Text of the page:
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Safety recall for Great Wall ute

Hitting the Wall: Great Wall's V240 ute smashes into the offset barrier during frontal crash testing for ANCAP.

Seatbelt failure in crash test has repercussions as Great Wall’s V240 ute recalled

16 Dec 2009

A CHINESE-made ute that scored just two stars under the independent Australian New Car Assessment Program (ANCAP) when a seatbelt failed in crash testing has been recalled to fix the belt retracting mechanism.

The $23,990 Great Wall Motors V240 twin-cab – launched as the first Chinese vehicle on the Australian market in June alongside its even cheaper $19,990 sibling, the SA220 – was roundly criticised by road safety experts after the ANCAP result was made public.

ANCAP engineers reported the belt failure to the federal transport department, whose administrator of vehicle standards took up the issue with the importer Ateco Automotive.

The safety recall campaign was announced this week on the federal Australian Competition and Consumer Commission’s web site which said the front seat belt retracting mechanism could fail to correctly restrain occupants under extreme loads.

The statement blamed a “manufacturing tolerance” for the potential failure of the seatbelts.

Great Wall Motors spokesman Daniel Cotterill today told GoAuto that the company had received no reports of V240 seat belt failure on Australian roads.

However, he said the recall had been announced so the company could replace the mechanism on 115 cars, while a further 285 vehicles would be checked.

61 center imageSA220 (top and centre), V240 (bottom).

V240 owners have been asked to return their vehicle to their dealer for the rectification work.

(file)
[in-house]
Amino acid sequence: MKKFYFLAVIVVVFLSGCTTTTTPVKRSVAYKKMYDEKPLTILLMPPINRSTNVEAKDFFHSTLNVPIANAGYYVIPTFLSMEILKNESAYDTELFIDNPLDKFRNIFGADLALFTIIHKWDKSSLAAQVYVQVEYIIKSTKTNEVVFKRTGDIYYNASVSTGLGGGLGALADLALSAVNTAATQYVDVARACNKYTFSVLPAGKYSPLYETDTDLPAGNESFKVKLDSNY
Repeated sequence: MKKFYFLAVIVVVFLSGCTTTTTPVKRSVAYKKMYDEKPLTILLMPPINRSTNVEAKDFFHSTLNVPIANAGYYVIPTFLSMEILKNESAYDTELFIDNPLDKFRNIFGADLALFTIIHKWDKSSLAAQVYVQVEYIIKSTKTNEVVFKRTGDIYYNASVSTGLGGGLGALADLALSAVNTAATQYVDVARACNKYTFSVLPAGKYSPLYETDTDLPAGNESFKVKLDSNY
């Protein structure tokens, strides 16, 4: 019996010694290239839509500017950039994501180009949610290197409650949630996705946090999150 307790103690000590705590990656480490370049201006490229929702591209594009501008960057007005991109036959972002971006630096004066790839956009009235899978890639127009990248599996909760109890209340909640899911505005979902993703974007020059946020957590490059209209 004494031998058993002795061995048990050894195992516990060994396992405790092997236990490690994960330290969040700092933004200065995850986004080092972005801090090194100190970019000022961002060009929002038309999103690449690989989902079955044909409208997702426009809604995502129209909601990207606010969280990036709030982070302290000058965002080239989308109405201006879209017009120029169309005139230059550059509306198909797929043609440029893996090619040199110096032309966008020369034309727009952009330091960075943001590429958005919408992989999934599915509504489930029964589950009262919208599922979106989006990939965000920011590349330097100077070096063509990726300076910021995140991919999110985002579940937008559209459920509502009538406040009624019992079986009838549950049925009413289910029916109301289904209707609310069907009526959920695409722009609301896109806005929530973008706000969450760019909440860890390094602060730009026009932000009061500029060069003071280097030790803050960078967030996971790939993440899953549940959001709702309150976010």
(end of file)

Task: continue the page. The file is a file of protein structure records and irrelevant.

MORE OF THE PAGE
Mr Cotterill said there were no plans to recall Great Wall’s other ute, the SA220.

The SA220 – which unlike the V240 does not even have airbags or ABS available – also scored just two stars in the ANCAP testing, while Proton’s Jumbuck ute scored just one. However, the Jumbuck is set to be replaced by a new model in 2010.

The ANCAP problems for the V240 arose in the critical offset frontal barrier crash test when the passenger seatbelt mechanism failed near the peak of the impact, allowing the webbing to unreel.

Even though the passenger airbag deployed, the dummy’s head hit the dash.

To make matters worse, the driver-side dummy’s head struck the steering wheel, despite the airbag deploying.

ANCAP said the passenger cabin had deformed on impact, and components of the steering column and dashboard were also a potential source of injury.

The V240 also lost points under the rating system because it does not have ESC or seat-belt reminders, nor does it have top tether anchorages for child restraints.

When the ANCAP results were announced in September, ANCAP council chairman and VicRoads manager of vehicle safety Ross McArthur said the Great Wall results were particularly disappointing given they were new models on the market.

“The V240 has dual airbags but these failed to protect the driver and passenger from injury in our crash tests,” he said.

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